Leah Findlater, an associate professor in the Department of Human Centered Design & Engineering, HCDE PhD students Lotus Zhang and Steven Goodman, and PhD alumna Cynthia L. Bennett received awards at ASSETS 2020, the International ACM SIGACCESS Conference on Computers and Accessibility.
ASSETS is the premier forum for presenting research on the design, evaluation, use, and education related to computing for people with disabilities and older adults. All contributions are peer-reviewed by an international program committee.
SIGACCESS Best Paper Award
HCDE Associate Professor Leah Findlater and HCDE PhD student Lotus Zhang received the award for the best paper published in the ASSETS conference proceedings.
Input Accessibility: A Large Dataset and Summary Analysis of Age, Motor Ability and Input Performance
Age and motor ability are well-known to impact input performance. Past work examining these factors, however, has tended to focus on samples of 20-40 participants and has binned participants into a small set of age groups (e.g., “younger” vs. “older”). To foster a more nuanced understanding of how age and motor ability impact input performance, this short paper contributes: (1) a dataset from a large-scale study that captures input performance with a mouse and/or touchscreen from over 700 participants, as well as (2) summary analysis of a subset of 318 participants who range in age from 18 to 83 years old and of whom 53% reported a motor impairment. The analysis demonstrates the continuous relationship between age and input performance for users with and without motor impairments, but also illustrates that knowing a user's age and self-reported motor ability should not lead to assumptions about their input performance. The dataset, which contains mouse and touchscreen input traces, should allow for further exploration by other researchers.
SIGACCESS Best Student Paper Award
Dr. Cynthia L. Bennett, a 2019 alumna of HCDE's PhD program, received the best student paper award with co-authors including CREATE Co-Director Jennifer Mankoff, a professor in the Paul G. Allen School of Computer Science.
Living Disability Theory: Reflections on Access, Research, and Design
Accessibility research and disability studies are intertwined fields focused on, respectively, building a world more inclusive of people with disability and understanding and elevating the lived experiences of disabled people. Accessibility research tends to focus on creating technology related to impairment, while disability studies focuses on understanding disability and advocating against ableist systems. Our paper presents a reflexive analysis of the experiences of three accessibility researchers and one disability studies scholar. We focus on moments when our disability was misunderstood and causes such as expecting clearly defined impairments. We derive three themes: ableism in research, oversimplification of disability, and human relationships around disability. From these themes, we suggest paths toward more strongly integrating disability studies perspectives and disabled people into accessibility research.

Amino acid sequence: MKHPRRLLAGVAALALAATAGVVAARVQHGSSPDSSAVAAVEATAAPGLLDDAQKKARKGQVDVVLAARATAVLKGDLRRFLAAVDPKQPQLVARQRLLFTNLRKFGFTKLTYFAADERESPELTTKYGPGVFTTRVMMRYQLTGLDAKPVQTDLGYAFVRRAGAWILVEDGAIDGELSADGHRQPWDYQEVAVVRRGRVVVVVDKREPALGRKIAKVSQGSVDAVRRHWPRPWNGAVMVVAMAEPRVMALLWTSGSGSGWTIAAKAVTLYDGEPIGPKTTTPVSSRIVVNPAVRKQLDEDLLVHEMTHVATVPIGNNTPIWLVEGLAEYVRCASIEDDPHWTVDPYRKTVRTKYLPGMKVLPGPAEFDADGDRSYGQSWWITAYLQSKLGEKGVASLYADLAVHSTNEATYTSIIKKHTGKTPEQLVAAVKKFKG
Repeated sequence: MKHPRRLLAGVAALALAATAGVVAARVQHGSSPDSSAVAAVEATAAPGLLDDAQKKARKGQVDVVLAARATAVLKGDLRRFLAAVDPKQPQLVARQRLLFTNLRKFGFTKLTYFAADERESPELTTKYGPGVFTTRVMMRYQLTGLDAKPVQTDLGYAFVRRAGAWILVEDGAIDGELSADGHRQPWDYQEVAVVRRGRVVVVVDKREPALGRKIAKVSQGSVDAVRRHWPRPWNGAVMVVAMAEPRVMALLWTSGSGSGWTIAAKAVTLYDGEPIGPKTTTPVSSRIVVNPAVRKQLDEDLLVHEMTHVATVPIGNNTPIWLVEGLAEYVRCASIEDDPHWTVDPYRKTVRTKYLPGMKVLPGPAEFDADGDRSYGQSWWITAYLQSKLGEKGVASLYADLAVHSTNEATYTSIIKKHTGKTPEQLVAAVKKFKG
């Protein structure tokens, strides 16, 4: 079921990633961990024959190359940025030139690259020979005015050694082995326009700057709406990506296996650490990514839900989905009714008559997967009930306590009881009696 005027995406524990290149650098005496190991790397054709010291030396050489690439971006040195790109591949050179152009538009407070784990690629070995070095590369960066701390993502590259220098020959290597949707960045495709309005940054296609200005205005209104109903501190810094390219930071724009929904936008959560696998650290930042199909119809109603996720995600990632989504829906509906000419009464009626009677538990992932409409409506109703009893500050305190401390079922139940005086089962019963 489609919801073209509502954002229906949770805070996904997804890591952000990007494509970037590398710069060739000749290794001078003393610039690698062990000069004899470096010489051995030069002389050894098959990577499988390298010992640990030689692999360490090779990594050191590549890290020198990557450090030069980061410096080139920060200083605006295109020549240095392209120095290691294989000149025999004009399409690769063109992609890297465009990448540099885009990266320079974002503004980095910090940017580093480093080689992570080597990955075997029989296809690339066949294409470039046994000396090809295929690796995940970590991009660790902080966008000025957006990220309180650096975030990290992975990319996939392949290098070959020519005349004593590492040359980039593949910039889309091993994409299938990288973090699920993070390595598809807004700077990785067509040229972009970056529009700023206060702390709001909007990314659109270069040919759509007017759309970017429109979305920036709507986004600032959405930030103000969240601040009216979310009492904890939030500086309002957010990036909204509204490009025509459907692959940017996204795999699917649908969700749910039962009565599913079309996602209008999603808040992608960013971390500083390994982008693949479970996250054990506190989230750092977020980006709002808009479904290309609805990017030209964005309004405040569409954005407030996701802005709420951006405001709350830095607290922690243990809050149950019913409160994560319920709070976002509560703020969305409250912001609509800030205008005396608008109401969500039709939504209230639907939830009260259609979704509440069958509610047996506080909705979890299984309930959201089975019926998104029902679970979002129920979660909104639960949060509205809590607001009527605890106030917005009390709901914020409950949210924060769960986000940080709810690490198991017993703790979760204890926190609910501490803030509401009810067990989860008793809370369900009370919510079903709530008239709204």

ASSETS 2020 Best Artifact Award
UW CREATE researchers, including HCDE PhD student Steven Goodman and Associate Professor Leah Findlater, received the best artifact award for the SoundWatch project. The best artifact award is awarded to researchers who have an accepted paper, poster, or demo related to the project at the ASSETS conference. The award is sponsored by Microsoft Research.
SoundWatch, as described in the paper Exploring Smartwatch-based Deep Learning Approaches to Support Sound Awareness for Deaf and Hard of Hearing Users
Smartwatches have the potential to provide glanceable, always-available sound feedback to people who are deaf or hard of hearing. In this paper, we present a performance evaluation of four low-resource deep learning sound classification models: MobileNet, Inception, ResNet-lite, and VGG-lite across four device architectures: watch-only, watch+phone, watch+phone+cloud, and watch+cloud. While direct comparison with prior work is challenging, our results show that the best model, VGG-lite, performed similar to the state of the art for non-portable devices with an average accuracy of 81.2% (SD=5.8%) across 20 sound classes and 97.6% (SD=1.7%) across the three highest-priority sounds. For device architectures, we found that the watch+phone architecture provided the best balance between CPU, memory, network usage, and classification latency. Based on these experimental results, we built and conducted a qualitative lab evaluation of a smartwatch-based sound awareness app, called SoundWatch (Figure 1), with eight DHH participants. Qualitative findings show support for our sound awareness app but also uncover issues with misclassifications, latency, and privacy concerns. We close by offering design considerations for future wearable sound awareness technology.
UW CREATE launched in May 2020, fueled by an initial $2.5 million investment from Microsoft. The center is led by an interdisciplinary team of faculty from the Paul G. Allen School of Computer Science & Engineering, The Information School, Rehabilitation Medicine in the UW School of Medicine, Mechanical Engineering, Human Centered Design & Engineering, and the Disability Studies Program. CREATE had a strong presence at ASSETS 2020, with several other papers and posters accepted by CREATE researchers. Find the full list of CREATE contributions at ASSETS 2020 on the CREATE website.